By Kevin Kimble
For years, American innovators have relied on technology to help their businesses grow and thrive. Technology has grown to become the infrastructure of the American economy, enabling small businesses, entrepreneurs, and innovators to break through geographic barriers and expand the reach of their products and services.
But digital platforms also play a key role in promoting long-term financial literacy, stability and economic empowerment. Today, Americans utilize innovative digital apps such as Mint, Wally, and Finstrong to build on their financial knowledge and broaden their understanding of personal finance. Utilizing these digital tools, individuals and small business owners alike are better able to find solutions to support their long-term financial stability and increase their financial literacy.
To recognize Financial Literacy Month, it’s important that we take this time to raise awareness of financial literacy and its role in promoting U.S. innovation. Tech innovation has helped make tools to increase financial literacy widely accessible.
Financial literacy, defined as “the knowledge and understanding of areas related to personal finance, money and investing,” is a building block to our nation’s economic development and security. A greater understanding of personal finance will empower innovators, small businesses and individuals to unleash their growth potential.
Although many Americans feel that they are financially literate, data shows that many individuals lack an understanding of basic financial concepts. A 2016 Standard & Poor’s (S&P) survey found that just 57 percent of adults in the United States met the definition of “financially literate.” And racial and ethnic disparities in financial understanding continue to persist in the United States.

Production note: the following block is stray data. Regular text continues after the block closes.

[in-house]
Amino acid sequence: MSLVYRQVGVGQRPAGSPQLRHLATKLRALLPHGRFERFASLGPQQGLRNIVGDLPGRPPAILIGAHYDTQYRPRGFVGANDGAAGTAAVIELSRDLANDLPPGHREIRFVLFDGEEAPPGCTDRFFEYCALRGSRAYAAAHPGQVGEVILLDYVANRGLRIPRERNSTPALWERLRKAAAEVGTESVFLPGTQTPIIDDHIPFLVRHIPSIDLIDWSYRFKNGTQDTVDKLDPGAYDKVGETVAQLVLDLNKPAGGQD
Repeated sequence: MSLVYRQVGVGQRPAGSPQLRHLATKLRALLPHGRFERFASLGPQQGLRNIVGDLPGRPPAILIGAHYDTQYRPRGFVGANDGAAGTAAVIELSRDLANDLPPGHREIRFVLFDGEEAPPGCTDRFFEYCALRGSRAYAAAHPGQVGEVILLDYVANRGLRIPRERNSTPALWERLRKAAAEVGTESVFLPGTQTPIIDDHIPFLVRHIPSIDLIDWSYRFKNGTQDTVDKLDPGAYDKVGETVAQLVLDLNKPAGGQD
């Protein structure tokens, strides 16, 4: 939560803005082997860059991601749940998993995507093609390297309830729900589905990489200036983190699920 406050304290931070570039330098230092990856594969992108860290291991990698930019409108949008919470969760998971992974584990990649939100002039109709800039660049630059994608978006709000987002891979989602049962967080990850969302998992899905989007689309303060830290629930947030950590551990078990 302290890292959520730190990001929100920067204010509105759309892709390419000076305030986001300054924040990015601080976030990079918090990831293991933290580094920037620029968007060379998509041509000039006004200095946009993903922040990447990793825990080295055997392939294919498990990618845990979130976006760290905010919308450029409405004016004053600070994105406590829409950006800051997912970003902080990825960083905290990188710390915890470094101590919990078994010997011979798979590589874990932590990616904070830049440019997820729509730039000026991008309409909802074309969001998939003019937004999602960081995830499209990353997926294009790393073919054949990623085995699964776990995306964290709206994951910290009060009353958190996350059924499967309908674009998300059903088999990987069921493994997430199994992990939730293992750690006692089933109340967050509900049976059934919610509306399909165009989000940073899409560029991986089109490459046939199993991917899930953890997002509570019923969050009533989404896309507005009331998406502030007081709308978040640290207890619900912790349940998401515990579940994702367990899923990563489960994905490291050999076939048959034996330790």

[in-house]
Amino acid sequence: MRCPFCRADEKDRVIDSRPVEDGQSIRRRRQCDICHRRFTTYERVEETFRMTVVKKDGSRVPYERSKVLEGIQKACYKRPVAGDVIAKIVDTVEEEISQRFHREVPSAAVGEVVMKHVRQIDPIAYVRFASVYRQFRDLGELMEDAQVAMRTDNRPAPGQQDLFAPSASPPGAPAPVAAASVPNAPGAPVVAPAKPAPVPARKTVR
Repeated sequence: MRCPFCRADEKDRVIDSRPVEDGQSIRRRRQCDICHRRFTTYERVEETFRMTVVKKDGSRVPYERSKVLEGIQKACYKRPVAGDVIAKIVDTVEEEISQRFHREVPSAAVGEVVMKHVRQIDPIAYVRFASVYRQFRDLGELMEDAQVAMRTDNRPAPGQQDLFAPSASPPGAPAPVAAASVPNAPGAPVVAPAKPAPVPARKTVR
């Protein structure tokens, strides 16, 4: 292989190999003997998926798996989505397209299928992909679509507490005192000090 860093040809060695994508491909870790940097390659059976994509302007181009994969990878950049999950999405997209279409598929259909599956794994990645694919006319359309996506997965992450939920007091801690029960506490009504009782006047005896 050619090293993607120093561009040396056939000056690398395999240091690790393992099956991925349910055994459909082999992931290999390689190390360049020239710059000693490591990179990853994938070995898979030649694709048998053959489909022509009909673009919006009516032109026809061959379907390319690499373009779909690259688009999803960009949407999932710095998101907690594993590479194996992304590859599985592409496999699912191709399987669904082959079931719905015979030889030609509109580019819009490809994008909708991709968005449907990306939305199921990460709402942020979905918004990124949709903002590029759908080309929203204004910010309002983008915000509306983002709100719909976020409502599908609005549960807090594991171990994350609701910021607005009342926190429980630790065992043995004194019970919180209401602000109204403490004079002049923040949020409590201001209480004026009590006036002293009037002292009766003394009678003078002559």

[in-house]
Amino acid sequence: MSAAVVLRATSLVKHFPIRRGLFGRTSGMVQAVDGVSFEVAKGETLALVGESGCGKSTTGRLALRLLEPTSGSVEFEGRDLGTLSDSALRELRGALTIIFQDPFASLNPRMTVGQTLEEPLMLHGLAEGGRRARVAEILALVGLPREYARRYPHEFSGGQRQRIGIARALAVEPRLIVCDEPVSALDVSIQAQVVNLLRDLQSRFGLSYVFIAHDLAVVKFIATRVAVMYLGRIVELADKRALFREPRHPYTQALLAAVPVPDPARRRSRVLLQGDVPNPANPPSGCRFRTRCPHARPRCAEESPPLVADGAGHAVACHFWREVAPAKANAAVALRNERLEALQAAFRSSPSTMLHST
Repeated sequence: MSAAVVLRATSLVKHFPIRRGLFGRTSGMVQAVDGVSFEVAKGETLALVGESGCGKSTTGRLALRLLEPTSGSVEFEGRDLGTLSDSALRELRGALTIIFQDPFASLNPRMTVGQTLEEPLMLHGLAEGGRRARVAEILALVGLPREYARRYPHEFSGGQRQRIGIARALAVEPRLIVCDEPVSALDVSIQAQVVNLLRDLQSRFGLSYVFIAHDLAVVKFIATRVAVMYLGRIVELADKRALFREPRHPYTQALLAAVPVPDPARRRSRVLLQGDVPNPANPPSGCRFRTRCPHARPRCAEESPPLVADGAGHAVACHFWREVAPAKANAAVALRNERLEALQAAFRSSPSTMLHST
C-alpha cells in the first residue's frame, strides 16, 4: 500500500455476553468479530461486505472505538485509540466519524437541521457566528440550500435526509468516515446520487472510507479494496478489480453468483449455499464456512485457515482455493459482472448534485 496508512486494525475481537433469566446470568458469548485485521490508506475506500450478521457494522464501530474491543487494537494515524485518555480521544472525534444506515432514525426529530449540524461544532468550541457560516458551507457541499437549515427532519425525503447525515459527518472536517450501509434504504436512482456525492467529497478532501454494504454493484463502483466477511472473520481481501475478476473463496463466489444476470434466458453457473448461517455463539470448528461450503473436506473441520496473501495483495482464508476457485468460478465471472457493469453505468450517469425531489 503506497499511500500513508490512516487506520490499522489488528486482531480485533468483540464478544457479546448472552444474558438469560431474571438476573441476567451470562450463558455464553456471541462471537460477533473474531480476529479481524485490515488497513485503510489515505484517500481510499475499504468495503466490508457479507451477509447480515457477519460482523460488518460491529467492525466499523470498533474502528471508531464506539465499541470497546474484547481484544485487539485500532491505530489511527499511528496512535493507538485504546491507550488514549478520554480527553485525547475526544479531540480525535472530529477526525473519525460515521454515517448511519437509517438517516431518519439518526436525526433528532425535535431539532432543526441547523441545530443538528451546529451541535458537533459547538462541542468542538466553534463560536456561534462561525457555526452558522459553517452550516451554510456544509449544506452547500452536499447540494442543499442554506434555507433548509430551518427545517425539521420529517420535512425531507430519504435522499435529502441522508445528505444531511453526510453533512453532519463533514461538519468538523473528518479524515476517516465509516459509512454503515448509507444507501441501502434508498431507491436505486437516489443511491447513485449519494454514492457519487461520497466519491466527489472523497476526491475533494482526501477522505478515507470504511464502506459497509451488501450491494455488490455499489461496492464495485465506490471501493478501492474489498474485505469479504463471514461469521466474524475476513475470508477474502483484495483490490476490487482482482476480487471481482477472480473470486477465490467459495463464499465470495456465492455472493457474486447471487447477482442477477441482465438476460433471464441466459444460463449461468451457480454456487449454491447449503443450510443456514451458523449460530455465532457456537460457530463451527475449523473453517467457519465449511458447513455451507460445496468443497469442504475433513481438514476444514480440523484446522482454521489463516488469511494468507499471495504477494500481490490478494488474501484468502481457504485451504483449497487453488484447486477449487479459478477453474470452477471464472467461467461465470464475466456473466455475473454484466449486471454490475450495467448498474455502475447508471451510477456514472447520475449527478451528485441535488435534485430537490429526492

In 2019, a survey conducted by the TIAA Institute and the George Washington University School of Business and Global Financial Literacy Excellence Center (GFLEC) identified gaps in financial literacy among different demographic groups in the United States. In the study, white adults answered 55 percent of questions related to personal finance correctly, while African American adults answered 38 percent of the questions correctly. In the TIAA Institute and GFLEC’s 2017 survey, Hispanic adults answered 40 percent of the questions correctly, while the U.S. adult population as a whole answered 48 percent of the questions correctly.
According to the American Payroll Association, nearly three-in-four Americans in 2019 reported they were living paycheck-to-paycheck. And a new survey found that more than six in 10 Americans lack the financial funds to cover a $1,000 financial emergency.
Financial literacy plays a critical role in the financial decision making process, and a strong understanding of financial concepts can aid U.S. adults in saving, budgeting, investing and starting their own businesses. That’s why we must bridge this knowledge gap – to ensure all Americans have the tools to make well-informed financial decisions. Innovative digital apps will help bridge the divide by empowering American individuals and business owners with the resources they need to take control of their financial futures.
Policies that enable innovation and growth of technological platforms that put financial literacy tools in the hands of the public will help Americans take increased control of their financial futures. Our leaders must prioritize policies that promote technological innovation – to eliminate disparities to capital, encourage social and economic inclusion and drive broad economic growth.
Kevin Kimble is the founder and CEO of the Financial Services Innovation Coalition (FSIC) a network of financial services innovators, legislators, community groups, and academics.